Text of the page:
DENVER, Colo. — The U.S. Environmental Protection Agency has entered into a Combined Complaint and Consent Agreement (CCCA) and an Administrative Order on Consent (AOC) with Polidori Corporation, Inc., Poli-Gold, LLC, and Veronica Polidori (collectively, Polidori) in response to alleged violations of the Clean Water Act at Panguitch Lake in Garfield County, Utah. EPA alleges that Polidori discharged dredged or fill material to the lake and adjacent wetlands, in violation of the Clean Water Act, during the construction of a marina and RV park.
The AOC, which replaces an administrative order for compliance issued in September of 2010, addresses discharges of dredged or fill material by Polidori, or persons acting on their behalf, to approximately 7.5 acres of Panguitch Lake and adjacent wetlands during the construction of a marina and RV park during 2007 and 2008. The unauthorized work included construction of a coffer dam in the lake, dredging and filling a large portion of an existing marina, and placement of large rocks along the perimeter of the new marina. Additional activities associated with the development of the RV park included construction of a rock wall, the discharge of large amounts of earthen fill, and placement of large rocks along a portion of the lake’s southern shoreline.
“The construction at the Panguitch Lake Adventure Resort degraded more than seven acres of the lake and nearby wetlands,” said Mike Gaydosh, EPA’s enforcement director in Denver. “It is critical that those wishing to take actions that impact surface waters and wetlands contact the U.S. Army Corps of Engineers first to see if their planned activities can be permitted.”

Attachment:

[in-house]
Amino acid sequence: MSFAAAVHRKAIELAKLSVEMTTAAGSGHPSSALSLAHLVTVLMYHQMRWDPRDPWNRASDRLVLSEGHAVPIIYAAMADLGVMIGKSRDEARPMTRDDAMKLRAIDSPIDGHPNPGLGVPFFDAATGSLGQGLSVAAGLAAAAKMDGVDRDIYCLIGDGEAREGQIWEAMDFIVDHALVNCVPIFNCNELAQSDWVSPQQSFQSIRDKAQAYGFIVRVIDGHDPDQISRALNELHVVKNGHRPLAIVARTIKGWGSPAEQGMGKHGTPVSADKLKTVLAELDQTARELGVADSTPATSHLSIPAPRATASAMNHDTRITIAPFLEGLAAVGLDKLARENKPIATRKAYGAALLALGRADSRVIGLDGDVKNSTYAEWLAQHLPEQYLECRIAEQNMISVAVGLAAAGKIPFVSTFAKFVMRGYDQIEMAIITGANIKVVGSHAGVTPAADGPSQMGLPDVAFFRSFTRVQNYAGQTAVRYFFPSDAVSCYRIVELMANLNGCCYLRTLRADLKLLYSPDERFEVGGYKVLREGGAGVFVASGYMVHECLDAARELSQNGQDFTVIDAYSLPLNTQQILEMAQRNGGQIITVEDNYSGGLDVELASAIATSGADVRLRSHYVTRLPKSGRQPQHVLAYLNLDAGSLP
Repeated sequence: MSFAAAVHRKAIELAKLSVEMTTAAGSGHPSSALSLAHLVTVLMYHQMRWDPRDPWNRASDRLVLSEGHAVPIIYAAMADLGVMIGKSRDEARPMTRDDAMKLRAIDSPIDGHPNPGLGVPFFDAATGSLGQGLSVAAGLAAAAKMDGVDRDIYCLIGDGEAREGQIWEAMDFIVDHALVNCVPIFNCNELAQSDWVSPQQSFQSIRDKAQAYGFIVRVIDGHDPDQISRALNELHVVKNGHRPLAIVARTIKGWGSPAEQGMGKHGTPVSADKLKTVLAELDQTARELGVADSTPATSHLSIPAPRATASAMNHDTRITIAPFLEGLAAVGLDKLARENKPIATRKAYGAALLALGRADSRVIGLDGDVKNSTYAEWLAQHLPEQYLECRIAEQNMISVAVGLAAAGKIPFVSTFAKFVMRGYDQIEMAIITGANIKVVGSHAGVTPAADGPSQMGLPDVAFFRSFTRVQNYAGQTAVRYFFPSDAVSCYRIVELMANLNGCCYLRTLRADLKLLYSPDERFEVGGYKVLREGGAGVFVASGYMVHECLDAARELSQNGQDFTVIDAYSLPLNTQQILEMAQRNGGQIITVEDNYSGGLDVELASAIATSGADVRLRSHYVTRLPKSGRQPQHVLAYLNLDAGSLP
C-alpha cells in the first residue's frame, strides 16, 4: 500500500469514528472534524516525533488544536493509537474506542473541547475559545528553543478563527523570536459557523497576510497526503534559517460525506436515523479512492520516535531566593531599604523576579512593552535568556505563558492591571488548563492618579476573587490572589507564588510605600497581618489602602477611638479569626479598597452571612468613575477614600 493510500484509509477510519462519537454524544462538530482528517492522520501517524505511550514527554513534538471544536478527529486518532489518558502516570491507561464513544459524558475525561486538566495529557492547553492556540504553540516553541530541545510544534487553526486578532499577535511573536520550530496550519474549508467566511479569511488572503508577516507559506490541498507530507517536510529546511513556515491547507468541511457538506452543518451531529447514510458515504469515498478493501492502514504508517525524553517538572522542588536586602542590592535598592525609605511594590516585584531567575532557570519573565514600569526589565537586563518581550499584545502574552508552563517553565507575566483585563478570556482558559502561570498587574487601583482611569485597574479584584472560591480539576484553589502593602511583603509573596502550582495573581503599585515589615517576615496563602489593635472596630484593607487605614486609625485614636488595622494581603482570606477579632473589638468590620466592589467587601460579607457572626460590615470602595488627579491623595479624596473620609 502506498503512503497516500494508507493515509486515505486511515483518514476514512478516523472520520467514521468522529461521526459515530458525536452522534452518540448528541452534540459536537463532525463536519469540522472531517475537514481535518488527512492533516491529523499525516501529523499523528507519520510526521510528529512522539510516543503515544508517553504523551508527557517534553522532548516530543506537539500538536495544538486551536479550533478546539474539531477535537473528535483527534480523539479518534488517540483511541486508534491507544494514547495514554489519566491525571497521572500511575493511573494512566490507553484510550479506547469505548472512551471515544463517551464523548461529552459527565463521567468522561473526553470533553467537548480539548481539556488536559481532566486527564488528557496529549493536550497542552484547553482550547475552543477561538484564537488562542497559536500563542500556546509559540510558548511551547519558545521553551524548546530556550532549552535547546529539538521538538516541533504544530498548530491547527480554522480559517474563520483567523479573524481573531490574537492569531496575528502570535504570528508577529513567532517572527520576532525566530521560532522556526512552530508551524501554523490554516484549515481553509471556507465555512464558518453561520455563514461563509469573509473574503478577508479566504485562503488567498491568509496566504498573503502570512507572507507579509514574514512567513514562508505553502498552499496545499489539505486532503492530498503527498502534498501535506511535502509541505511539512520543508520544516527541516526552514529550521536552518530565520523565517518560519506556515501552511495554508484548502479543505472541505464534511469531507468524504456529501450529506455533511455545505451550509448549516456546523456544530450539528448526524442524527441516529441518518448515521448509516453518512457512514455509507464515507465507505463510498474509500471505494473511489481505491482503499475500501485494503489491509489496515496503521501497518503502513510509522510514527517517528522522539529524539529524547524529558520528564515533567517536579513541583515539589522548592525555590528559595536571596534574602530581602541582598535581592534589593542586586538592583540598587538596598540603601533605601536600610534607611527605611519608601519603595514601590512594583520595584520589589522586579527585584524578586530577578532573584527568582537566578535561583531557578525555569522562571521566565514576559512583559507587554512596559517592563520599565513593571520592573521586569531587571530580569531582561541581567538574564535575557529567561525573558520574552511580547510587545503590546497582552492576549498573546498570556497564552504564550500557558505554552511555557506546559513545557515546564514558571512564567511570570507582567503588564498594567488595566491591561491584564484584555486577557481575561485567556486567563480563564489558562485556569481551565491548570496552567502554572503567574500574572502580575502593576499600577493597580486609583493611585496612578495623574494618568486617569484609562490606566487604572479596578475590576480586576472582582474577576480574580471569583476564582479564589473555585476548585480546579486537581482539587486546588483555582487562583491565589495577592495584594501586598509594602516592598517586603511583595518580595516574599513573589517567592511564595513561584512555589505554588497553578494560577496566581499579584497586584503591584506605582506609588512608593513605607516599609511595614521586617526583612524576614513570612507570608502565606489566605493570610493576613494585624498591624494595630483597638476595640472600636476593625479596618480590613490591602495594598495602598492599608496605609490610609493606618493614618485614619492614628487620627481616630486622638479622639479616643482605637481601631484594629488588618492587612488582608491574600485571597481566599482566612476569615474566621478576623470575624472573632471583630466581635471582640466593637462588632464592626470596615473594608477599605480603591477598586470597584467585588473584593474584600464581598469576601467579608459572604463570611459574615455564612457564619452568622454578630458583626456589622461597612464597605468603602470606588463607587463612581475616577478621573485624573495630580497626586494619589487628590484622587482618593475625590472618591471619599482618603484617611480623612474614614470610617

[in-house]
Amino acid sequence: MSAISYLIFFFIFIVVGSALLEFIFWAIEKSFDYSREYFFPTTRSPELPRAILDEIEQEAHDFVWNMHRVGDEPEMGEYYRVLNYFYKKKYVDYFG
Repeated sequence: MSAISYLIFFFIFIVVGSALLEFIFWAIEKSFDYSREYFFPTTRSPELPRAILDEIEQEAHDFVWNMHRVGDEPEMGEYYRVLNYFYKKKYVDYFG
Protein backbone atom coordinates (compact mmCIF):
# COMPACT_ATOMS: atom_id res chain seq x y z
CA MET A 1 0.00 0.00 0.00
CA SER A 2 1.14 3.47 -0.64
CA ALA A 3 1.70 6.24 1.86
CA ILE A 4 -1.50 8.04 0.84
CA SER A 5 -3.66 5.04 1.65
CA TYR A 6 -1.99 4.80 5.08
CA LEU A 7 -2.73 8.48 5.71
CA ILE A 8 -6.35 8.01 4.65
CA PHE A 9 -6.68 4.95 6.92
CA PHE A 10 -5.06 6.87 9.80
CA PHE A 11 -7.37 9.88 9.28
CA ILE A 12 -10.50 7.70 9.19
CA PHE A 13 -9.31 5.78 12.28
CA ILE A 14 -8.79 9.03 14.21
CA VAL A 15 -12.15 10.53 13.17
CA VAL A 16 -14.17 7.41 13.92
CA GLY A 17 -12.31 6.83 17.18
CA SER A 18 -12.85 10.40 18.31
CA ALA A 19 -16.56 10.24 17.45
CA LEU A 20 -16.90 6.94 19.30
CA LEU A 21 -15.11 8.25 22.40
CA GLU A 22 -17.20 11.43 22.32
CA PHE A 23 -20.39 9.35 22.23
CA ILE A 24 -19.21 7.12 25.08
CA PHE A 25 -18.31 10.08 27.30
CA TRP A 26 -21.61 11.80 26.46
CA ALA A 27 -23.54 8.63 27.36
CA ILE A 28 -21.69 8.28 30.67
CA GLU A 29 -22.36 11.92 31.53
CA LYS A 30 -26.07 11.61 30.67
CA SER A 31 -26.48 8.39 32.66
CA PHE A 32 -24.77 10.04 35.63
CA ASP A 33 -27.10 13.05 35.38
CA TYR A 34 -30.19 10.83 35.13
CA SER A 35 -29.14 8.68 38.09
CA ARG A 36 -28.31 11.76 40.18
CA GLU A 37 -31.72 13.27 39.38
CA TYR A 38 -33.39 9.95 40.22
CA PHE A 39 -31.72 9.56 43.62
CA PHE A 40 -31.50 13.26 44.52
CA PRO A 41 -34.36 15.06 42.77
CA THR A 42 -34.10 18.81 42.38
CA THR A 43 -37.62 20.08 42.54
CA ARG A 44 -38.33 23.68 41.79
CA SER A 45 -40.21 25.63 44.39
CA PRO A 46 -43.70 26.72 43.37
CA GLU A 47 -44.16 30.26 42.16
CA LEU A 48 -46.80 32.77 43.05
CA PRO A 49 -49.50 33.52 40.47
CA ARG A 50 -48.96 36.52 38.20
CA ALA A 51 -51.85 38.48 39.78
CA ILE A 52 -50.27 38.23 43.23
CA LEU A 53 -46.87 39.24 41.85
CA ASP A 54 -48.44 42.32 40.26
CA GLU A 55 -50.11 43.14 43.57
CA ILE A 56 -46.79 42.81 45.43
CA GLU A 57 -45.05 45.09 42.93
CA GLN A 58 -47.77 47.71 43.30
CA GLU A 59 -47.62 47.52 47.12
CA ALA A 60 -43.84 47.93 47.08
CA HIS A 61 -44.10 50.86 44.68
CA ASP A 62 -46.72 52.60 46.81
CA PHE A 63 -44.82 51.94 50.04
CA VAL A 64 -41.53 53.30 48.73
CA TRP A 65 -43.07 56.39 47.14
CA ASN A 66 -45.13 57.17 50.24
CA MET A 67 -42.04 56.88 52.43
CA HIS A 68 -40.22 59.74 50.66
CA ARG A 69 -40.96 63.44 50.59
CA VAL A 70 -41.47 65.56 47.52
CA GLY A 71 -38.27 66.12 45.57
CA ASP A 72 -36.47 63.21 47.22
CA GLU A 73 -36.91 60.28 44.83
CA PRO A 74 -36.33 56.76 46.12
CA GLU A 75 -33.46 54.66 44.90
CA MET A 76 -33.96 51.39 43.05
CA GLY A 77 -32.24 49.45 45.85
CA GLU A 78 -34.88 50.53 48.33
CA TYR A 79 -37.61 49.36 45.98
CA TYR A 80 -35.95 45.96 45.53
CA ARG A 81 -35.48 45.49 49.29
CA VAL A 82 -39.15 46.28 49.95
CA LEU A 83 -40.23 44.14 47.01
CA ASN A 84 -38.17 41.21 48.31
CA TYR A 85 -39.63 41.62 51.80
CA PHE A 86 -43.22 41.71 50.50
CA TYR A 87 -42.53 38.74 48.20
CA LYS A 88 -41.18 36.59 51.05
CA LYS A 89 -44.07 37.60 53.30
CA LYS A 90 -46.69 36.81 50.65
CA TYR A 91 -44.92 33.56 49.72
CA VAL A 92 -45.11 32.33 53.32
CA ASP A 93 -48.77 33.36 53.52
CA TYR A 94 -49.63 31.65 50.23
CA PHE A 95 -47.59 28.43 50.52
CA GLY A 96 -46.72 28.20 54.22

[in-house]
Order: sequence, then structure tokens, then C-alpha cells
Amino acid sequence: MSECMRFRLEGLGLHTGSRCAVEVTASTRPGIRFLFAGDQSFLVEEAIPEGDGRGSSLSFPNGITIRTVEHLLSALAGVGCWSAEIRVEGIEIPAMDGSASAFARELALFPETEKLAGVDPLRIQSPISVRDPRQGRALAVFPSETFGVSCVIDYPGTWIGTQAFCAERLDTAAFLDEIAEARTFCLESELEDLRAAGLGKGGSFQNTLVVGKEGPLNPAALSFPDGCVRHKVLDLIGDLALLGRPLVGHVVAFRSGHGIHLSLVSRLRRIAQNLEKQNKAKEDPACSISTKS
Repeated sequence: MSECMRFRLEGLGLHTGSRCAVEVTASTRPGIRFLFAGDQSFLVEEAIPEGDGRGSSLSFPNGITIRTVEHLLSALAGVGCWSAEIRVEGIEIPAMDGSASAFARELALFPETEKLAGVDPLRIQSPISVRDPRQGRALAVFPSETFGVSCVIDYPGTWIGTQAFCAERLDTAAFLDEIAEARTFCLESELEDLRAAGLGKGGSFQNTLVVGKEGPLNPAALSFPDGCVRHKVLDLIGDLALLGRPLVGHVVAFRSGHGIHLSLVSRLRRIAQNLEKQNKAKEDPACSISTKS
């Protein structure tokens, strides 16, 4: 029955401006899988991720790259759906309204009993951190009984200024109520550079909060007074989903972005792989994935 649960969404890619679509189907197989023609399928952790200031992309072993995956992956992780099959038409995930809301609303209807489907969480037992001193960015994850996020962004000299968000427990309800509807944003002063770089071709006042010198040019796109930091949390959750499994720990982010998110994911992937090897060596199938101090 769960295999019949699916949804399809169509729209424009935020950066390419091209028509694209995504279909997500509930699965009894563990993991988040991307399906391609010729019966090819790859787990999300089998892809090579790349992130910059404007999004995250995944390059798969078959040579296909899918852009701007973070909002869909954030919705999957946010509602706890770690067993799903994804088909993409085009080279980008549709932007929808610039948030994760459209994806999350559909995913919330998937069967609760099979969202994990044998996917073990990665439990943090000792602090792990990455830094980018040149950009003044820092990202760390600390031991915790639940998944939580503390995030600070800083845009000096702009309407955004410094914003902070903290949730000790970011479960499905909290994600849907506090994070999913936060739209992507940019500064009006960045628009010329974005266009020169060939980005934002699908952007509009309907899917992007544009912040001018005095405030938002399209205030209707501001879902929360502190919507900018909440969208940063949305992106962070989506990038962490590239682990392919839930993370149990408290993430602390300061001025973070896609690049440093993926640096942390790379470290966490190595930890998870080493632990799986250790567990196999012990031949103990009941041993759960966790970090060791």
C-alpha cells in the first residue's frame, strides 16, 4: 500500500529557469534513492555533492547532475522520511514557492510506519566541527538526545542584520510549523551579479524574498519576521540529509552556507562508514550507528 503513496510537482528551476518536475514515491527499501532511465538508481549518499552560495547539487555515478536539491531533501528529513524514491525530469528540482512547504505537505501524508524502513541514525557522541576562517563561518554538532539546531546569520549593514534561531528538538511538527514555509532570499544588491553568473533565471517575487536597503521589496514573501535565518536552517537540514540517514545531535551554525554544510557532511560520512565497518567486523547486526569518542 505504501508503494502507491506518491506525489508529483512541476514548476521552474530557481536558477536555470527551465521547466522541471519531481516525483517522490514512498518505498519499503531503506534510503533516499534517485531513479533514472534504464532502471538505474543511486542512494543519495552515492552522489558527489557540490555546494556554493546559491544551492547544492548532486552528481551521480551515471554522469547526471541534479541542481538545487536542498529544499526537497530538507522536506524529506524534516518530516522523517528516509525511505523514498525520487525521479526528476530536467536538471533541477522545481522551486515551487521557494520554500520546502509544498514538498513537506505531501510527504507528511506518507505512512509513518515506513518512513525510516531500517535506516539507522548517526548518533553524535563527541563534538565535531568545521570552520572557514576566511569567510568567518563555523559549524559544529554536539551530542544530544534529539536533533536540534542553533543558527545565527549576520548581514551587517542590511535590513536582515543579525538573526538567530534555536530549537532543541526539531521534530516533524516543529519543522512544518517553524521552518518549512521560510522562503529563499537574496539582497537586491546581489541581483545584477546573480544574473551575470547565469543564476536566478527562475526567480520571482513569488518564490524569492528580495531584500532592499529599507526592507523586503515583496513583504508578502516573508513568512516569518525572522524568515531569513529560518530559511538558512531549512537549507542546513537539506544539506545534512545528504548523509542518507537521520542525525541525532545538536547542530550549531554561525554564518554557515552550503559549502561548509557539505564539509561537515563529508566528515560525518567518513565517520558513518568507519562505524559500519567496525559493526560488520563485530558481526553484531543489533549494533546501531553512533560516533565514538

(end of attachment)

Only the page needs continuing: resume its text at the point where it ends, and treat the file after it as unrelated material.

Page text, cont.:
Polidori has paid a penalty of $30,000 and will remove and/or mitigate discharged material. Where material is removed, impacted areas must be restored to pre-impact conditions and grade. Prior to undertaking this work, Polidori must submit a plan for EPA approval that details how restoration and mitigation will be accomplished.
Panguitch Lake and its adjacent wetlands provide numerous functions and values, including aquatic and wildlife habitat, groundwater recharge, flood attenuation, recreation and aesthetics. Placement of dredged or fill material into waters of the U.S. can have adverse impacts on wildlife habitat and on communities of fish, plants and insects.
A permit is required before performing any work that results in discharges of material into rivers, lakes, streams and wetlands. Any person planning to do such work in southern Utah should contact the U.S. Army Corps of Engineers’ St. George Regulatory Office (321 North Mall Drive, Suite L-101, St. George, UT 84790; telephone, 435.986.3979) before beginning work to determine if a permit is needed.
For more information on the Clean Water Act, visit EPA’s compliance web page: www.epa.gov/compliance/civil/cwa/index.html.
Help EPA protect our nation’s land, air and water by reporting violations: www.epa.gov/tips/.
SOURCE: United States Environmental Protection Agency